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How to verify file write to a physical hard disk

Itai_HandlerItai_Handler Member Posts: 26
Hi all,

I have a user mode process (written in C++) that needs to write a file to a local hard disk partition
and then verify that the file has been written to the physical media without errors.

Is this doable under Windows? How?

I ask the question in NTDEV because I know that hard disks have their own internal cache, so I
am worried that if I use the following sequence: [ write - flush - read - compare ], then the
read may return (at least some) data from the on-disk cache, and not from the physical media.
In case the physical media has errors, I will not be able to detect the corruption.

I think that if I can purge the on-disk cache then all the required data will be read from the
physical media. But I don't know how to do that.

I am aware that Windows has its own caching as well.

Thank you,
Itai Handler

Comments

  • Peter_Viscarola_(OSR)Peter_Viscarola_(OSR) Administrator Posts: 7,213
    <quote>
    I know that hard disks have their own
    internal cache, so I
    am worried that if I use the following sequence: [ write - flush - read -
    compare ], then the
    read may return (at least some) data from the on-disk cache
    </quote>

    The best you can do (if you can even call it that) is to set both FILE_FLAG_WRITE_THROUGH *and* FILE_FLAG_NO_BUFFERING when you call CreateFile. If you do this, you don't even have to send the flush (though you might want to still do it, just for "completeness").

    FILE_FLAG_WRITE_THROUGH results in the FUA ("Force Unit Access") bit being set in the SCSI CDB. This instructs the disk to commit the write to the media.

    In point of fact, disks (or the drivers that interpret CDBs for specific types of storage adapters) may or may not pay any attention to the FUA bit. But, as I said, this is the best you can get and the *contract* with the drive is that if FUA (or the equivalent) is set, the write should be committed to the media at the hard drive level.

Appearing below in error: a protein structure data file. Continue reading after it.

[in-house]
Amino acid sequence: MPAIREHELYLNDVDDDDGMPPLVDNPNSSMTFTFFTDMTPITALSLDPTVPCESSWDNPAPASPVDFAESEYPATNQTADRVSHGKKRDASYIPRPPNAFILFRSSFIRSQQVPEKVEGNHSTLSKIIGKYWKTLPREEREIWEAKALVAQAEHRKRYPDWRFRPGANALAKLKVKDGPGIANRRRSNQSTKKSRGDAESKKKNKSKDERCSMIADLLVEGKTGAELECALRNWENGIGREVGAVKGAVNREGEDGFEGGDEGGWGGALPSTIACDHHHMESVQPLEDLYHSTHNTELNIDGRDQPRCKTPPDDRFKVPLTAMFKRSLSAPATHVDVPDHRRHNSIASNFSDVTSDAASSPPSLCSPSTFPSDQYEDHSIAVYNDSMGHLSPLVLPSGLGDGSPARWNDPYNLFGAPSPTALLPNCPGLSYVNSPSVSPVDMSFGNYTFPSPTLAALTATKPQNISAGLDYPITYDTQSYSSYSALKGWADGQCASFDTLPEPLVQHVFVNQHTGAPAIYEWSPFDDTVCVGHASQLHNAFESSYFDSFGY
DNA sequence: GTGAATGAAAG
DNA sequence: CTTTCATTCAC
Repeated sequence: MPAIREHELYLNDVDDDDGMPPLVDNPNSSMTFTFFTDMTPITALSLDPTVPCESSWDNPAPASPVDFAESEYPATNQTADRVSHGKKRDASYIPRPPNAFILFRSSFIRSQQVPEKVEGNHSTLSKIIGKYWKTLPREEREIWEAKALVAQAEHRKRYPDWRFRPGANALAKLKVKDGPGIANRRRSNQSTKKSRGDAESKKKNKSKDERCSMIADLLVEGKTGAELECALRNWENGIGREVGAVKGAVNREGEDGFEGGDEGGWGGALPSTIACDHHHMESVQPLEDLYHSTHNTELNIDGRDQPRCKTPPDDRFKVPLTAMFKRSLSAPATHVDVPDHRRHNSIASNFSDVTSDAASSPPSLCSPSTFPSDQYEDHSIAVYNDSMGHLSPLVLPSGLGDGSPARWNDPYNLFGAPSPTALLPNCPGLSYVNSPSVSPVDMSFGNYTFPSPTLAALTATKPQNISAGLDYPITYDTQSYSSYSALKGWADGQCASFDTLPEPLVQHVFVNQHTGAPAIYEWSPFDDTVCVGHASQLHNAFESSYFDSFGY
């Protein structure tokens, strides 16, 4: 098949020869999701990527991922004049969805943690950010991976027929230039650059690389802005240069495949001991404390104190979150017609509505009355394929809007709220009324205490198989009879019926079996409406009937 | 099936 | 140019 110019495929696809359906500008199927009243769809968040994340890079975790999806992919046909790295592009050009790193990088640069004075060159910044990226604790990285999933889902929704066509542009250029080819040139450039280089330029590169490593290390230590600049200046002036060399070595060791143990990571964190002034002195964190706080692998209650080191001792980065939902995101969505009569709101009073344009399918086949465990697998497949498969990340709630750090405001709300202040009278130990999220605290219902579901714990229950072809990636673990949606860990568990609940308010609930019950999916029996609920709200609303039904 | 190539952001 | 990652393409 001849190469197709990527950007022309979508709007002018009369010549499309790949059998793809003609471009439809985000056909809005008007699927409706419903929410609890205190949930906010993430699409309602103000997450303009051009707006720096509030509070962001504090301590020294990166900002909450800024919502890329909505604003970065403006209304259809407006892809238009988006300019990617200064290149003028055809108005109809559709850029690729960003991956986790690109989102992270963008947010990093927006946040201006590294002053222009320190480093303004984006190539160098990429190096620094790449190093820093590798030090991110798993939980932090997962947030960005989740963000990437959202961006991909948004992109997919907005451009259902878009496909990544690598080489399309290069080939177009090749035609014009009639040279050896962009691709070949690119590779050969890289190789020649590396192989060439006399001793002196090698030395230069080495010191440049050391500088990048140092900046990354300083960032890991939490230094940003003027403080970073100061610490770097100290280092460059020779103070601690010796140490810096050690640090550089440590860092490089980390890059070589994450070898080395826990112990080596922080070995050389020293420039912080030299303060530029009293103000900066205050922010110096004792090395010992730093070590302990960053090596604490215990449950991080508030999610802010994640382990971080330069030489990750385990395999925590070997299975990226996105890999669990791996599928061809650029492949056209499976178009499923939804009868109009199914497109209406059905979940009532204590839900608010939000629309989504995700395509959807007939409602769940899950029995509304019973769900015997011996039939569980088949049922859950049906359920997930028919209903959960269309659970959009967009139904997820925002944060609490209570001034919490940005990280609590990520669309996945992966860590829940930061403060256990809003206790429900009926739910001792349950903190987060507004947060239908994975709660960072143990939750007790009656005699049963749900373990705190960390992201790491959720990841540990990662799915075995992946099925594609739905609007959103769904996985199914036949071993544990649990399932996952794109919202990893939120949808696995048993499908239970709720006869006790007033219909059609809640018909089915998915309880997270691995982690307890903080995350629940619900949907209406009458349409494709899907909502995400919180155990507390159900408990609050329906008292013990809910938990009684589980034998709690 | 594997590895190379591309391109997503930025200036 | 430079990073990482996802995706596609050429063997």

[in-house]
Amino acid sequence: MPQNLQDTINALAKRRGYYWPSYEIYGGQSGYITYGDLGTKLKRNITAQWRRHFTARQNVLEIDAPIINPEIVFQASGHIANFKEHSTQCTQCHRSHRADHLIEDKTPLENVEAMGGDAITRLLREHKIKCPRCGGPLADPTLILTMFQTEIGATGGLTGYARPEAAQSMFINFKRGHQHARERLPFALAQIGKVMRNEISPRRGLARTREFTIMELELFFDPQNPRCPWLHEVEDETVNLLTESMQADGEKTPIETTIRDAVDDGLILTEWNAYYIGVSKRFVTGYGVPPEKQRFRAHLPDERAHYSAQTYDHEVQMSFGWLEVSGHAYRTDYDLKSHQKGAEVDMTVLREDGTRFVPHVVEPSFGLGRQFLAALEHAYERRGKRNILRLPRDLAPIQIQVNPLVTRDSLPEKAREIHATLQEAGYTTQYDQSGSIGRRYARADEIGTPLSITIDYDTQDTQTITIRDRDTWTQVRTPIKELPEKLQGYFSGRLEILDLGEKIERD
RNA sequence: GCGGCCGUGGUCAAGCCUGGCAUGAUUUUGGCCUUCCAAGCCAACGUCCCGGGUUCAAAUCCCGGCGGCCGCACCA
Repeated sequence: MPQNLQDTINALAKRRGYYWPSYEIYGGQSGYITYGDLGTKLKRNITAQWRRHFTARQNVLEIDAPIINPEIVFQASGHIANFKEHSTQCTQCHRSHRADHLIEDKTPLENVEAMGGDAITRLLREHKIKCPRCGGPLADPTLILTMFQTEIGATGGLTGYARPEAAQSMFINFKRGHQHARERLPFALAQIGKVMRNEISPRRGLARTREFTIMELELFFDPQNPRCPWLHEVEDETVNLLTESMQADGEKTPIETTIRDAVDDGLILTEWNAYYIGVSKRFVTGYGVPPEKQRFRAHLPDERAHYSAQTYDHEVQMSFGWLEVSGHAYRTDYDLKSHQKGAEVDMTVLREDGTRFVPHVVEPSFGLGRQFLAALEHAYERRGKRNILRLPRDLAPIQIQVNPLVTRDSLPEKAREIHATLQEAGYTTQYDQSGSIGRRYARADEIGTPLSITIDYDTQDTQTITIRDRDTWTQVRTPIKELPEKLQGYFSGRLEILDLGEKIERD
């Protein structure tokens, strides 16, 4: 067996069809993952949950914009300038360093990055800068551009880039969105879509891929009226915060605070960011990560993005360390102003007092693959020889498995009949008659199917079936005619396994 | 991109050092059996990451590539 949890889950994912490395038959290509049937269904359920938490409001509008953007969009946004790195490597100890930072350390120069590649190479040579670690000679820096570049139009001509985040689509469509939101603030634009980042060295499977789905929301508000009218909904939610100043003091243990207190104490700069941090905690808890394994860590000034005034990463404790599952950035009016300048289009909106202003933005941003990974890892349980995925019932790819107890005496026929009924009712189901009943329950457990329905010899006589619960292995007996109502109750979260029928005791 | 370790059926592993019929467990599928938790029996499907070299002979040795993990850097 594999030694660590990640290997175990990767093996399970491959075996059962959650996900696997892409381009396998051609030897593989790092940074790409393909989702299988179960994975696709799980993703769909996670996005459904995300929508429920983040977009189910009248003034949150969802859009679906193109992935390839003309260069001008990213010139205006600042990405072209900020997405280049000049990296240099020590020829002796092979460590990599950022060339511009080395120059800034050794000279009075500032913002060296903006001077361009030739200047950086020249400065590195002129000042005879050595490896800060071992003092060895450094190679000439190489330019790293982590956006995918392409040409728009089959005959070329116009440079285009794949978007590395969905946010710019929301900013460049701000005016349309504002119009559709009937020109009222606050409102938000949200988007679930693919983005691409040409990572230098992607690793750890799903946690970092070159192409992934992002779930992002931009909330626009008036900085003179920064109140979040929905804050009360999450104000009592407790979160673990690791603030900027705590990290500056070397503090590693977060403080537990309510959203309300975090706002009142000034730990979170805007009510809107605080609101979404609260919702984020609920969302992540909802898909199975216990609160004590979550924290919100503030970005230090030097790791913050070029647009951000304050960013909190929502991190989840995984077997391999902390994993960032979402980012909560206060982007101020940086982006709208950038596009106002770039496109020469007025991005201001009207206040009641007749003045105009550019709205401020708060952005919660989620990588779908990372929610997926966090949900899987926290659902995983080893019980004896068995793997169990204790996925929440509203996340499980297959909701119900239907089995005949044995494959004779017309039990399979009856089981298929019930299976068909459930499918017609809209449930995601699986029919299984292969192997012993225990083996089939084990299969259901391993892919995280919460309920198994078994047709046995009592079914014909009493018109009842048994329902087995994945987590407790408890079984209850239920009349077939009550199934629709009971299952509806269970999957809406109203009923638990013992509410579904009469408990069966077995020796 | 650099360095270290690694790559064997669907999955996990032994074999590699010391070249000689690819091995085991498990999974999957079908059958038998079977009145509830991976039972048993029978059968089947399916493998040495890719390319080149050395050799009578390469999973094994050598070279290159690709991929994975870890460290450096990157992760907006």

Peter
    OSR
    @OSRDrivers

    Peter Viscarola
    OSR
    @OSRDrivers

  • Alex_GrigAlex_Grig Member Posts: 3,238
    FILE_FLAG_WRITE_THROUGH works even without FILE_FLAG_NO_BUFFERING. But if you want to read the data back for verification, you would not want NO_BUFFERING.

    I'm not sure if FUA in a write command guarantees that the read will get data from the media, not from the disk buffer.
  • Mark_RoddyMark_Roddy Member - All Emails Posts: 4,305
    Application clients may use the force unit access (FUA) bit in the CDB of
    commands performing write or read operations to specify that the device
    server shall access the medium. For a write operation, setting the FUA bit
    to one causes the device server to complete the data write to the medium
    before completing the command. For a read operation, setting the FUA bit to
    one causes the device server to retrieve the logical blocks from the medium
    rather than from the cache. - T10.

    YMMV.

    Your disk will now be unusably slow :-) On the other hand your disk will
    fail much sooner.

    Mark Roddy

    On Tue, Feb 10, 2015 at 2:05 PM, wrote:

    > FILE_FLAG_WRITE_THROUGH works even without FILE_FLAG_NO_BUFFERING. But if
    > you want to read the data back for verification, you would not want
    > NO_BUFFERING.
    >
    > I'm not sure if FUA in a write command guarantees that the read will get
    > data from the media, not from the disk buffer.
    >
    > ---
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    >
  • Alex_GrigAlex_Grig Member Posts: 3,238
    @Mark Roddy:

    I'm not sure disk.sys is ever setting FUA in its READ CDB.
  • Peter_Viscarola_(OSR)Peter_Viscarola_(OSR) Administrator Posts: 7,213
    <quote>